You might think they had it easier back in Jesus’ day—simple agrarian village life, and all that—but that’s not so. They had a definite information problem too though not necessarily a lack of it, just a lack of good information.
In Jesus’ day, Jewish religious life centered around the synagogue. The Jews only had one temple and that was in Jerusalem, but ever since the return from Babylon their daily local worship-life was centered around gathering-houses—the synagogue. A copy of the Torah—the Law—was kept in the synagogue and the rabbis taught the people there. The problem was that the rabbis spent much of their time not so much in telling and expounding the words of Moses and the prophets but in retelling the teachings, judgments; and opinions of previous rabbis. When we hear Jesus criticized by the Pharisees because they noticed that Jesus’ disciples did not follow the tradition of the elders in hand-washing practices, their idea of tradition was more than a mere cultural habit. Tradition in the synagogue life of the Jews had to do with teachings that were handed down from one generation to another. The rabbis felt it was their duty to teach these warmed-over notions to their people. What made it all the more wearying was that there were generally conflicting traditions handed down, often presented in the form of debates between long dead rabbis.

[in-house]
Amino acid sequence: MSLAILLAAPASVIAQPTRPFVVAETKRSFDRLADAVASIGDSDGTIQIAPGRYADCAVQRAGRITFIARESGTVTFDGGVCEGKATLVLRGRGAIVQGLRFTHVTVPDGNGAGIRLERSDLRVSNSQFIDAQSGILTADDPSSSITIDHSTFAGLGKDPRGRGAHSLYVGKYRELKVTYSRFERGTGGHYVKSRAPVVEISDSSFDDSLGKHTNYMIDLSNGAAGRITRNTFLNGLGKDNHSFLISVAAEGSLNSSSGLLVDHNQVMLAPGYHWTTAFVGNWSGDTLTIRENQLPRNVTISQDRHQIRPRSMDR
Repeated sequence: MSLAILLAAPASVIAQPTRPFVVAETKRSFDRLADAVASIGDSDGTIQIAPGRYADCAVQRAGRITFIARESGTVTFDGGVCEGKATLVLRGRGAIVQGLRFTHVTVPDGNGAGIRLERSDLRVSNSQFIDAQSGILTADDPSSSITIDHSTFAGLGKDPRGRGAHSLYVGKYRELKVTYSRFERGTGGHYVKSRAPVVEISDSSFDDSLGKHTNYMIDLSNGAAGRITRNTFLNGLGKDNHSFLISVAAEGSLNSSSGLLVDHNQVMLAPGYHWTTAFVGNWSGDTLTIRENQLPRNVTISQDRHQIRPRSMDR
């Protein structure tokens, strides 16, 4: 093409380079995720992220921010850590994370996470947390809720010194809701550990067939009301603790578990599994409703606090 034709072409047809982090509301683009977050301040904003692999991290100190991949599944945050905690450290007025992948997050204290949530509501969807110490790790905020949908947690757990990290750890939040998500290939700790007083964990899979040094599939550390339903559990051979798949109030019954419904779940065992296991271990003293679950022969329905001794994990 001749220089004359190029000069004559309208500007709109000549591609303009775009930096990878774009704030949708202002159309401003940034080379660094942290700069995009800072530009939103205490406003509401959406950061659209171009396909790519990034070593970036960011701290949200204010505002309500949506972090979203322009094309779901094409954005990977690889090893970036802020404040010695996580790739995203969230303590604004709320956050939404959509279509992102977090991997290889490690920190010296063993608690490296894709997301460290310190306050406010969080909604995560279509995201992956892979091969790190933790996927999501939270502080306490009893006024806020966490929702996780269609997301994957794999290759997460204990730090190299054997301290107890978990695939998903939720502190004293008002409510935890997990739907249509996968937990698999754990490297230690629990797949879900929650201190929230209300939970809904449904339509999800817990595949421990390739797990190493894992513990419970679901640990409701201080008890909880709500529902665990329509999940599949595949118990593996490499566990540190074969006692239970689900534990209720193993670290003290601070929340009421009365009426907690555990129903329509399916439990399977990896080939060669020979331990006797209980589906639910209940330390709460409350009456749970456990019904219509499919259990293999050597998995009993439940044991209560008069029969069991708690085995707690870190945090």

The tragedy was that this tradition of teaching the doctrines of men in preference to the solid Word of God tended to obscure the sobering and glorious truths of the Word of God. Jesus had it right when He called it a case of the “Blind leading the blind” (Luke 6:39).
But along came Jesus one Sabbath to a synagogue in Capernaum. He began to teach the people and He taught them from the source—the Law and the Prophets. He didn’t just rehash some moral-sounding passages. He laid the powerful Word of God on their hearts. We’re not told specifically what He said, but we can draw some assumptions from some other examples in the Gospels. He would have preached the Law—man’s obligation and accountability to God as He did in the Sermon on the Mount: “You have heard that it was said ‘you shall not murder.’ But I say to you that whoever is angry with his brother without a cause shall be in danger of the judgment…” (Mathew 5:21-22).
But Jesus also saw fit to lift up people’s hearts, to revitalize them with hope in the gracious work of the God of their fathers. So He opened the Sermon on the Mount with the Beatitudes, which drew on all sorts of concepts of the Old Testament: “Blessed are the poor in spirit, for theirs is the kingdom of heaven. Blessed are those who mourn, for they shall be comforted. Blessed are the meek, for they shall inherit the earth” (Matthew 5:3-5).